Three sub-types of depression have been identified by scientists from the Neural Computational Unit at the Okinawa Institute of Science and Technology Graduate University (OIST), in collaboration with their colleagues at Nara Institute of Science and Technology and clinicians at Hiroshima University. They found that one out of these sub-types seems to be untreatable by Selective Serotonin Reuptake Inhibitors (SSRIs), the most commonly prescribed medicines for the condition.

Serotonin is a neurotransmitter that influences our moods, interactions with other people, sleep patterns and memory. SSRIs are thought to take effect by boosting the levels of serotonin in the brain. However, these drugs do not have the same effect on everyone, and in some people, depression does not improve even after taking them.

“It has always been speculated that different types of depression exist, and they influence the effectiveness of the drug. But there has been no consensus,"

says Prof. Kenji Doya.

Different Brain Regions

For the study, the scientists collected clinical, biological, and life history data from 134 individuals – half of whom were newly diagnosed with depression and the other half who had no depression diagnosis – using questionnaires and blood tests. Participants were asked about their sleep patterns, whether or not they had stressful issues, or other mental health conditions.

Researchers also scanned participants' brains using magnetic resonance imaging (MRI) to map brain activity patterns in different regions. The technique they used allowed them to examine 78 regions covering the entire brain, to identify how its activities in different regions are correlated.

“This is the first study to identify depression sub-types from life history and MRI data,"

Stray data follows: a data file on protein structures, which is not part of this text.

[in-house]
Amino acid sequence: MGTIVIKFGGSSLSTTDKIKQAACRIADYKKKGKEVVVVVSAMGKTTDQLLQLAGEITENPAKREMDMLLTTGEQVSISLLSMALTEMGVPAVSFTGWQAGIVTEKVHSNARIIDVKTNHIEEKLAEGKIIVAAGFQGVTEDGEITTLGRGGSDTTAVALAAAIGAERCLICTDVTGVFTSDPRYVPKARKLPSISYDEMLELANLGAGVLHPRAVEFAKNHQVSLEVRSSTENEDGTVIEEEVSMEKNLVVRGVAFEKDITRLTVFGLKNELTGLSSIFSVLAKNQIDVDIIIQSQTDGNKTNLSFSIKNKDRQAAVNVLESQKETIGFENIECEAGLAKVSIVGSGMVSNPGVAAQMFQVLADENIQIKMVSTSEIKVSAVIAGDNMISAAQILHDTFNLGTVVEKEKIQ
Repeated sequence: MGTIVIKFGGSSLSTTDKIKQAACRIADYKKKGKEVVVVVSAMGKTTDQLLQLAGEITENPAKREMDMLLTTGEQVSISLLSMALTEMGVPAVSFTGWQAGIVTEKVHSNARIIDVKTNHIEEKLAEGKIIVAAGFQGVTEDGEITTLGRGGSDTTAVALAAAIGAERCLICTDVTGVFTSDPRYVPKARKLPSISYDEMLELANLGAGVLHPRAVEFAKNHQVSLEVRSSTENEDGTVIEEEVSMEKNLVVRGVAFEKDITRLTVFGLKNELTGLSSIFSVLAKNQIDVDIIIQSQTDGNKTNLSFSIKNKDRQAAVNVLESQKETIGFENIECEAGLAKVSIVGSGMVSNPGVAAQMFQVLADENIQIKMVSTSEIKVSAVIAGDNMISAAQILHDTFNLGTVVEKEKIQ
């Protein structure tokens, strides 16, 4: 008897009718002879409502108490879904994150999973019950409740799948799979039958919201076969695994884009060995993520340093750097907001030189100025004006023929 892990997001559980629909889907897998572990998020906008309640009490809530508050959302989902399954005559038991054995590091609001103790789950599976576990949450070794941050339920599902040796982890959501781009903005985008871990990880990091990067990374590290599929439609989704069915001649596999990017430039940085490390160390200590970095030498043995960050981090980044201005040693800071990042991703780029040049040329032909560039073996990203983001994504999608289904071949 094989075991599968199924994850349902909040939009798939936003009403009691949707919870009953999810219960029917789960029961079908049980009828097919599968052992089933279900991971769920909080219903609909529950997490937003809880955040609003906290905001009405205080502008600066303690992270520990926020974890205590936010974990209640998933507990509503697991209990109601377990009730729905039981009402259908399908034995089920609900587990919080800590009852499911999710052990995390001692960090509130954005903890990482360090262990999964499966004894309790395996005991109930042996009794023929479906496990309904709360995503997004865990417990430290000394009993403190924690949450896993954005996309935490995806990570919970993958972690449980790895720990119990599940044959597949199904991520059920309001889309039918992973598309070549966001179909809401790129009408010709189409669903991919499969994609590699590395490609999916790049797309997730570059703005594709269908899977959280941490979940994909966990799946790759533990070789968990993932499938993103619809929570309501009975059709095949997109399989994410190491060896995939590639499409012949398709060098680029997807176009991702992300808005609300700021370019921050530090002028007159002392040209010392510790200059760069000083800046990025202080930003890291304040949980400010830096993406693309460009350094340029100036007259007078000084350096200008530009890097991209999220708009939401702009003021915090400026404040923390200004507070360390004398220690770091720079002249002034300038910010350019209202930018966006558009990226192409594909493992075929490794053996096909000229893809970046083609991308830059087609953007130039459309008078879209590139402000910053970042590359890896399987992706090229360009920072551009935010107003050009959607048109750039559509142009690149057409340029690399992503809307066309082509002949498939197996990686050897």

says Prof. Doya.

[caption id=“attachment_97715” align=“alignright” width=“680”]Structure of functional connectivity in feature clusters F2 Structure of functional connectivity in feature clusters F2 (in bold line) and F4 (in dashed line).
Color corresponds to intrinsic connectivity networks. Relevant brain areas for network nodes are based on Automated Anatomical Labeling (AAL). DMN denotes default mode network; RECN right executive control network; LECN left executive control network.
Credit: Tomoki Tokuda et al. CC-BY[/caption]

With over 3000 measurable features, including whether or not participants had experienced trauma, the scientists were faced with the dilemma of finding a way to analyze such a large data set accurately.

“The major challenge in this study was to develop a statistical tool that could extract relevant information for clustering similar subjects together,"

says Dr. Tomoki Tokuda, a statistician and the lead author of the study. He therefore designed a novel statistical method that would help detect multiple ways of data clustering and the features responsible for it.

Using this method, the researchers identified a group of closely-placed data clusters, which consisted of measurable features essential for accessing mental health of an individual. Three out of the five data clusters were found to represent different sub-types of depression.